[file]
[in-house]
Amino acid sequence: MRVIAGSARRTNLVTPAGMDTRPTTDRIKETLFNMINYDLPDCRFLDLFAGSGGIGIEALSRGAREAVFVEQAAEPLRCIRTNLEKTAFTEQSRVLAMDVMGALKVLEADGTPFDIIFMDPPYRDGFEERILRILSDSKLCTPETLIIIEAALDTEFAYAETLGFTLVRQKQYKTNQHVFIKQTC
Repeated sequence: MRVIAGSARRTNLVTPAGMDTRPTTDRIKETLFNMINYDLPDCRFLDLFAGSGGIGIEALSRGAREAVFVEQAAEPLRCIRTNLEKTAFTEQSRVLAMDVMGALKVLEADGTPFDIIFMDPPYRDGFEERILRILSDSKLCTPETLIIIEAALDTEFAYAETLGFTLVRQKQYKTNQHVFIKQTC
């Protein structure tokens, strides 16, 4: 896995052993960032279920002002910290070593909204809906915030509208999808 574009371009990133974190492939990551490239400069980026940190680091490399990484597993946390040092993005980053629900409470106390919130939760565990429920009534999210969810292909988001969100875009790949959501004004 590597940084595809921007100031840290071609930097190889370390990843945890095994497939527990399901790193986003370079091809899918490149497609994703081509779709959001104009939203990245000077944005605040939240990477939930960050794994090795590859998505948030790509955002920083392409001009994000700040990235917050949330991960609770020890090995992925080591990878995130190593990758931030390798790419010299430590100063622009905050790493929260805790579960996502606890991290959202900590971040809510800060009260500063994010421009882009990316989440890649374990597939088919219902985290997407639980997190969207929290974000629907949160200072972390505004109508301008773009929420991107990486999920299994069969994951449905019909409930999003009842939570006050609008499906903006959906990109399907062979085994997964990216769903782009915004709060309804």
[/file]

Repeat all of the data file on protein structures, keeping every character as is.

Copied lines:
[in-house]
Amino acid sequence: MRVIAGSARRTNLVTPAGMDTRPTTDRIKETLFNMINYDLPDCRFLDLFAGSGGIGIEALSRGAREAVFVEQAAEPLRCIRTNLEKTAFTEQSRVLAMDVMGALKVLEADGTPFDIIFMDPPYRDGFEERILRILSDSKLCTPETLIIIEAALDTEFAYAETLGFTLVRQKQYKTNQHVFIKQTC
Repeated sequence: MRVIAGSARRTNLVTPAGMDTRPTTDRIKETLFNMINYDLPDCRFLDLFAGSGGIGIEALSRGAREAVFVEQAAEPLRCIRTNLEKTAFTEQSRVLAMDVMGALKVLEADGTPFDIIFMDPPYRDGFEERILRILSDSKLCTPETLIIIEAALDTEFAYAETLGFTLVRQKQYKTNQHVFIKQTC
């Protein structure tokens, strides 16, 4: 896995052993960032279920002002910290070593909204809906915030509208999808 574009371009990133974190492939990551490239400069980026940190680091490399990484597993946390040092993005980053629900409470106390919130939760565990429920009534999210969810292909988001969100875009790949959501004004 590597940084595809921007100031840290071609930097190889370390990843945890095994497939527990399901790193986003370079091809899918490149497609994703081509779709959001104009939203990245000077944005605040939240990477939930960050794994090795590859998505948030790509955002920083392409001009994000700040990235917050949330991960609770020890090995992925080591990878995130190593990758931030390798790419010299430590100063622009905050790493929260805790579960996502606890991290959202900590971040809510800060009260500063994010421009882009990316989440890649374990597939088919219902985290997407639980997190969207929290974000629907949160200072972390505004109508301008773009929420991107990486999920299994069969994951449905019909409930999003009842939570006050609008499906903006959906990109399907062979085994997964990216769903782009915004709060309804």